Sally the camel’s humps aren’t quite lady lumps
Pageant bans botoxed animals
BATTING eyelashes, pouting lips and perfectly placed humps – not all camels are blessed with such good looks.
A dozen camels were banned from a beauty contest during the King Abdulaziz Camel Festival in Saudi Arabia after receiving botox injections, according to the National, a newspaper based in Abu Dhabi, UAE.
Some 30 000 camels participated in the annual event in Al Dhana, near Riyadh, for racing, an obedience competition and a beauty pageant. The National reported that prize money reserved for the festival totals $57 million (R672m), with $31.8m (R436m) reserved for pageantry. But some people apparently tried to cheat the system by enhancing their animals’ natural beauty.
“They use botox for the lips, the nose, the upper lips, the lower lips and even the jaw,” Ali Al Mazrouei, the son of a top Emirati breeder, told the newspaper. “The impression given is,’Oh look at how big is that head is. It has big lips, a big nose’.”
The King Abdulaziz Camel Festival’s website has a section explaining camel beauty standards. In the lead-up to the festival, which runs through January, Saudi media reported that a veterinarian was caught performing cosmetic surgery on camels – giving them botox and making their ears smaller, according to the National.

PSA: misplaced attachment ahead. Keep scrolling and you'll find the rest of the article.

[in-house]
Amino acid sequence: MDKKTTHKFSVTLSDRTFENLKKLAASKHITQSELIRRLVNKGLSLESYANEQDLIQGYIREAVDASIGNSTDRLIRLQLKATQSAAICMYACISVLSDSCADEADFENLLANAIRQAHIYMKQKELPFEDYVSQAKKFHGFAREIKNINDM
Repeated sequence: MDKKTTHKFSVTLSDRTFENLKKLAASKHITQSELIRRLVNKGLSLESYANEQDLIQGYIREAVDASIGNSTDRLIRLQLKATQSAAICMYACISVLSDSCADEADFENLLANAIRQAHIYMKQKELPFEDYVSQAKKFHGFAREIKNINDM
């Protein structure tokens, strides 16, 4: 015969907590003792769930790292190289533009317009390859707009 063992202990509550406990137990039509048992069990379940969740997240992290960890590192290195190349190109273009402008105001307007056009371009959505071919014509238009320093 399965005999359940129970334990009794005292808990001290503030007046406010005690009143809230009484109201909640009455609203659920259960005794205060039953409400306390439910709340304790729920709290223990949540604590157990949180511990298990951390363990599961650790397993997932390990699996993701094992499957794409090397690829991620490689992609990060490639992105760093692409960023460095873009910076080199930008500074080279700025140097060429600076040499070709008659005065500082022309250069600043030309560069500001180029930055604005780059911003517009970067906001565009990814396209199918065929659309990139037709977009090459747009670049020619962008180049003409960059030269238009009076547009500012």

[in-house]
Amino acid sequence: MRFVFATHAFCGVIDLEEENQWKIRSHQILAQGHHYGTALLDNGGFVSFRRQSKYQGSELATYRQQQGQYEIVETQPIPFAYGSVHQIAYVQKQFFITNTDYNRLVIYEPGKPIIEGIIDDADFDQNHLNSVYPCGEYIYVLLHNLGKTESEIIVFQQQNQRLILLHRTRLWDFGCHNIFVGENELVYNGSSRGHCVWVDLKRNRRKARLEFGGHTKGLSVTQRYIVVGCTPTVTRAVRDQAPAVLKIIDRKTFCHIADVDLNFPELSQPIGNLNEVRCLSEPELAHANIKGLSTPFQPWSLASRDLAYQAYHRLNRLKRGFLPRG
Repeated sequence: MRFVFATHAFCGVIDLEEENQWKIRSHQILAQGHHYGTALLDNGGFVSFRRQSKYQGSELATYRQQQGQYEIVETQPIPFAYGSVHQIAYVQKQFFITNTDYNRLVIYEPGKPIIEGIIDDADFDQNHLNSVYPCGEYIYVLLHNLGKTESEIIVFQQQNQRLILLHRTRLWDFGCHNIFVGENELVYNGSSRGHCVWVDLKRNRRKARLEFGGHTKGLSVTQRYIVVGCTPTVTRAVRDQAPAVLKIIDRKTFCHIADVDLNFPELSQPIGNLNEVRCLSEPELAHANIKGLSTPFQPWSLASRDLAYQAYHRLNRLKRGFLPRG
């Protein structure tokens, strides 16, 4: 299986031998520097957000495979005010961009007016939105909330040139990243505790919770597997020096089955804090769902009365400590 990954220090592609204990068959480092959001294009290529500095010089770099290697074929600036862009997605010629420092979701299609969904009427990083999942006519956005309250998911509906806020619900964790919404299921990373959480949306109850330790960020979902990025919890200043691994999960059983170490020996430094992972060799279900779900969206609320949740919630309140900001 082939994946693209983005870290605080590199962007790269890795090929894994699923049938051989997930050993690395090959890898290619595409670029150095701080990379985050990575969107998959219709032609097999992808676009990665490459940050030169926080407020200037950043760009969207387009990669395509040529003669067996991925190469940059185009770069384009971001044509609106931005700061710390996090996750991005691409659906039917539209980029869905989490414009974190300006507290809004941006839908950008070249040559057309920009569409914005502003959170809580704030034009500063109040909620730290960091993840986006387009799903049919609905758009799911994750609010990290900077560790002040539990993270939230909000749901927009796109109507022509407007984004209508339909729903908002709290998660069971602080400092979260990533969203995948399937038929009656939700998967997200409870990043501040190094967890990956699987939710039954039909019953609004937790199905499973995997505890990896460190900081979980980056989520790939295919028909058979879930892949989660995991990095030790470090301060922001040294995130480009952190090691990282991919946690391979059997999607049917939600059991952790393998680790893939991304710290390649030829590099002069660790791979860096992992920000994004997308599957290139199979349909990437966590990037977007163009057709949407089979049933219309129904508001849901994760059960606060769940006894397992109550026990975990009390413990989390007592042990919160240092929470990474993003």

Ali Obaid, a pageant guide, told the National that cheaters may even “pull the lips of the camel” to make them longer.
They also “use hormones to make the camel more muscular, and botox makes the head bigger and bigger,” he said.
Others lather their camels with oil to make their coats appear darker, according to the National.
The newspaper reported that judges at the festival take steps to guard against cheating: “The age of a camel is measured by its teeth. Camels must be micro-chipped to compete and some competitions require blood testing.”
At Al Dhafra, competing camels are obliged to stay overnight at judging pens on the eve of competitions. Owners still douse humps with hairspray and give camels a fine combing to give that fluff on the hump extra volume, but after a night at the pens, the pampering makes little difference. Misty mornings in the desert wreak havoc on hair and by the time of the judging, prospective champions will only be left with their God-given beauty.
“If all else fails there is a time- honoured safeguard. Before winners are announced, owners must swear on the Qur’an about a camel’s age and ownership. Whatever tactics are employed to con judges, owners are reminded that while breeders may be judging the camels, God is judging them. This, in the end, does the trick.”
According to the festival’s website, offenders found guilty of changing the natural form of camels in the pageant shall be excluded immediately and deprived of participation in this session and up to five subsequent festival, depending on the report of the special committee. “He will be referred to the concerned authorities to take the legal penalties against him according to the GCC Animal Welfare Act approved by the Royal Decree No. 44 of 26/7/1434 AH.” These people are “cheating everyone” Al Mazourei told the newspaper. – Washington Post
A Saudi man leads a herd of camels participating in the King Abdulaziz Camel Festival in Rimah Governorate, north-east of Riyadh, Saudi Arabia.